Definitely one of the strangest reading experiences I’ve had to date. This is the fourth Salman Rushdie book I’ve read and I’ve come to the conclusion that I just don’t appreciate his writing. Which is unfortunate, because he’s very good. His work is descriptive and complex, with these long involved sentences which wind around you like a slightly malevolent, parasitic vine. But for some reason it all just leaves me feeling cold. It’s a personal failing, I guess.
Verses is an exercise in memory. You’ve got to keep track of everything that happens, every character and tidbit because Rushdie is going to work them all in again later on. It will also help if you have a thorough understanding of Islamic history, Indian history, and maybe brush up on current events from the time too, just in case? Riots factor in to the plot of the novel at one point, and I found myself wondering if Rushdie had invented them or was pulling from the evening news. It may have been a little of both, I could see him taking an actual riot and tweaking parts of it for the effect he wanted.
This novel was infamous when I was growing up. I remember seeing it mentioned constantly in news articles and magazines, banned in this country or that one as obscene. After its publication Rushdie spent just over a decade living under an alias, sharing secret houses with body guards and moving constantly, because the British government deemed the threat against him was that serious. Rushdie writes eloquently of this time in his memoir Joseph Anton, the name he took while living under the fatwa. It disturbs me to think that someone could write a work of fiction, even an offensive one, and have their life be endangered. Rushdie questions the origins of the Islamic religion and in return some question his right to keep breathing. How heartbreaking to think that there are people so terrified by dissension they will kill someone else to stop it. I’m a big fan of tolerance and acceptance for opposing viewpoints, but how do you tolerate someone who wants you to die because the things you think aren’t the same as the things they think? Or even worse, someone who wants you to die because somebody else told them that’s what they should want. Read the book! Be offended, if you find it offensive! But no killing. No death threats.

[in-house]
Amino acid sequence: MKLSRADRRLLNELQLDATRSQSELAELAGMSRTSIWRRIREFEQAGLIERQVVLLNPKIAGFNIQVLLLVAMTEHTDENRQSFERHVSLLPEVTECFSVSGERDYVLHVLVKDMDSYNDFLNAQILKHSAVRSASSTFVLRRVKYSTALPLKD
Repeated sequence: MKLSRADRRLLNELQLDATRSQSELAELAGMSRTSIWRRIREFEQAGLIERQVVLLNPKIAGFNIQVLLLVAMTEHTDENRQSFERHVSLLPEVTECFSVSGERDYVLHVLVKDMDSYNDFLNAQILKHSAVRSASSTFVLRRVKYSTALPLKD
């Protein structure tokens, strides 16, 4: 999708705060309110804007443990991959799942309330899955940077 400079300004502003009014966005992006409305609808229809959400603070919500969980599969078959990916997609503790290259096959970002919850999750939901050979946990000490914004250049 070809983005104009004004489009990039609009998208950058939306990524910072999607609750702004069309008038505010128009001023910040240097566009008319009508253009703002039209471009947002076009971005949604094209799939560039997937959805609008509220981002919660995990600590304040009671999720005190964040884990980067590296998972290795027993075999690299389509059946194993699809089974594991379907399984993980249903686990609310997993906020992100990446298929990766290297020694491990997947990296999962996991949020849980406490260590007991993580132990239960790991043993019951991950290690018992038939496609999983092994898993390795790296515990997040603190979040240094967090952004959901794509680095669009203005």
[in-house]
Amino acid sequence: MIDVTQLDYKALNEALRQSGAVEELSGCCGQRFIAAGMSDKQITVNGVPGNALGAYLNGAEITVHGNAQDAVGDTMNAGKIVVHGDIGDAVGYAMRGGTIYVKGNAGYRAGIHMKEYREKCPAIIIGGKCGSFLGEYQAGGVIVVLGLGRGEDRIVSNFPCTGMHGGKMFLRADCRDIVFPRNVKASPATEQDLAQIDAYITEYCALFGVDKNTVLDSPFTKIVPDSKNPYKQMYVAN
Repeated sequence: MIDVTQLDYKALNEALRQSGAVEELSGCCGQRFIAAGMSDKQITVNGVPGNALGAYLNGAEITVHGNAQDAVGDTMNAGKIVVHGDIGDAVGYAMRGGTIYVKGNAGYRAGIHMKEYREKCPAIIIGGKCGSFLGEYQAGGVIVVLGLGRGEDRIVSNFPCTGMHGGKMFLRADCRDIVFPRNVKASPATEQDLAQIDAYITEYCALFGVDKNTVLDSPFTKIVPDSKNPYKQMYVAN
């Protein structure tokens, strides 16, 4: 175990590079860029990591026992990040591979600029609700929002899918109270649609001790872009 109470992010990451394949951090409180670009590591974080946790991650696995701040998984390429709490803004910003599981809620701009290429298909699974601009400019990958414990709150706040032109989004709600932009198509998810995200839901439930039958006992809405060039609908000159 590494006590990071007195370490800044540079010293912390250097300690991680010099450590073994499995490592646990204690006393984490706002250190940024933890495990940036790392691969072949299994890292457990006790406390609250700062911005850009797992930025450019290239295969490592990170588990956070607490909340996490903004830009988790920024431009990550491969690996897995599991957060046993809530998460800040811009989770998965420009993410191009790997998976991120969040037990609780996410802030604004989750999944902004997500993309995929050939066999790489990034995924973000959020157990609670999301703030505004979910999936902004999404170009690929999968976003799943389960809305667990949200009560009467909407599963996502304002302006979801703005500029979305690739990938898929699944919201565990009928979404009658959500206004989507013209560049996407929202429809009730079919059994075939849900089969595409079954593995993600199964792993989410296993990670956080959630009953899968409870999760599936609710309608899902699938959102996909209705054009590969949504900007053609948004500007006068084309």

As a final aside, having read The Satanic Verses after Joseph Anton I kept seeing Chamcha as Rushdie himself, in a bizarre prediction of what his own life would become after Verses was published; he starts out plummeting towards the earth and spends the rest of the story struggling to put his life back together. I’d really recommend reading them both together because it adds so much more to the books when you have the background, and the similarities between the plot of Verses and Rushdie’s life after its publication are quite…novel. Assuming Rushdie didn’t fictionalize his memoir to play up those aspects, it’s very ironic that he almost became one of the characters from his own books. But please don’t take my word for it. Read it yourself. Read them both yourself, and make up your own mind.
PS: While I didn’t think very highly of Joseph Anton when I first read it, having finished Verses I find I appreciate it more now. The additional backstory is worth the extra effort.